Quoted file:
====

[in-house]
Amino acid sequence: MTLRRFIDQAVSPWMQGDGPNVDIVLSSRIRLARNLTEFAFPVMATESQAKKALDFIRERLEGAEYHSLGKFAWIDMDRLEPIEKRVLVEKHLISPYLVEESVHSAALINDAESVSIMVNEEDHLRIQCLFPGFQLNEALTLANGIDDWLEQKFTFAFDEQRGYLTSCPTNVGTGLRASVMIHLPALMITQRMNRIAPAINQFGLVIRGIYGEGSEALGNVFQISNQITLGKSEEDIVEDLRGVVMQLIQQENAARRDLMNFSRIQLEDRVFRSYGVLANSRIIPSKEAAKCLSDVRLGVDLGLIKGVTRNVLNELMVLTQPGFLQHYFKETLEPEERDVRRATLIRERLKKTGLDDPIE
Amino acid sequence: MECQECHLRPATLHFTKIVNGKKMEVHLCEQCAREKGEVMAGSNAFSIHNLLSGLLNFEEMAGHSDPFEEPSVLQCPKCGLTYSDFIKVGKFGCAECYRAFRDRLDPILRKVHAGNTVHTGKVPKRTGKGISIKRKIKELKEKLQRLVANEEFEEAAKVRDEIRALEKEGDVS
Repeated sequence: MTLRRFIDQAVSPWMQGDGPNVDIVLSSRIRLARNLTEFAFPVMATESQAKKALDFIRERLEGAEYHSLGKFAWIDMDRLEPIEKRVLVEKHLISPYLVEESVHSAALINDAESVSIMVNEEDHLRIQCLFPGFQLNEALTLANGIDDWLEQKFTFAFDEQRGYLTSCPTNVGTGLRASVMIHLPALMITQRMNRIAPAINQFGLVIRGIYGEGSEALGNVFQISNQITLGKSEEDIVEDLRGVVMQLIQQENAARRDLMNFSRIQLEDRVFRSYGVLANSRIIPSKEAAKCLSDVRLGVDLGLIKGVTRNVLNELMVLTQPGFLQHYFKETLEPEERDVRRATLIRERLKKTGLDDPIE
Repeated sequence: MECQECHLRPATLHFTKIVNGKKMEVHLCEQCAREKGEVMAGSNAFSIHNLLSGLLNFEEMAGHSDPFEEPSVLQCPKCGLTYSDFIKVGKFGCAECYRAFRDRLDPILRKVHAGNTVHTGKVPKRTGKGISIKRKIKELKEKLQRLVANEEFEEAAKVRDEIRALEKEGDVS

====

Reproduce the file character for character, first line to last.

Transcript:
[in-house]
Amino acid sequence: MTLRRFIDQAVSPWMQGDGPNVDIVLSSRIRLARNLTEFAFPVMATESQAKKALDFIRERLEGAEYHSLGKFAWIDMDRLEPIEKRVLVEKHLISPYLVEESVHSAALINDAESVSIMVNEEDHLRIQCLFPGFQLNEALTLANGIDDWLEQKFTFAFDEQRGYLTSCPTNVGTGLRASVMIHLPALMITQRMNRIAPAINQFGLVIRGIYGEGSEALGNVFQISNQITLGKSEEDIVEDLRGVVMQLIQQENAARRDLMNFSRIQLEDRVFRSYGVLANSRIIPSKEAAKCLSDVRLGVDLGLIKGVTRNVLNELMVLTQPGFLQHYFKETLEPEERDVRRATLIRERLKKTGLDDPIE
Amino acid sequence: MECQECHLRPATLHFTKIVNGKKMEVHLCEQCAREKGEVMAGSNAFSIHNLLSGLLNFEEMAGHSDPFEEPSVLQCPKCGLTYSDFIKVGKFGCAECYRAFRDRLDPILRKVHAGNTVHTGKVPKRTGKGISIKRKIKELKEKLQRLVANEEFEEAAKVRDEIRALEKEGDVS
Repeated sequence: MTLRRFIDQAVSPWMQGDGPNVDIVLSSRIRLARNLTEFAFPVMATESQAKKALDFIRERLEGAEYHSLGKFAWIDMDRLEPIEKRVLVEKHLISPYLVEESVHSAALINDAESVSIMVNEEDHLRIQCLFPGFQLNEALTLANGIDDWLEQKFTFAFDEQRGYLTSCPTNVGTGLRASVMIHLPALMITQRMNRIAPAINQFGLVIRGIYGEGSEALGNVFQISNQITLGKSEEDIVEDLRGVVMQLIQQENAARRDLMNFSRIQLEDRVFRSYGVLANSRIIPSKEAAKCLSDVRLGVDLGLIKGVTRNVLNELMVLTQPGFLQHYFKETLEPEERDVRRATLIRERLKKTGLDDPIE
Repeated sequence: MECQECHLRPATLHFTKIVNGKKMEVHLCEQCAREKGEVMAGSNAFSIHNLLSGLLNFEEMAGHSDPFEEPSVLQCPKCGLTYSDFIKVGKFGCAECYRAFRDRLDPILRKVHAGNTVHTGKVPKRTGKGISIKRKIKELKEKLQRLVANEEFEEAAKVRDEIRALEKEGDVS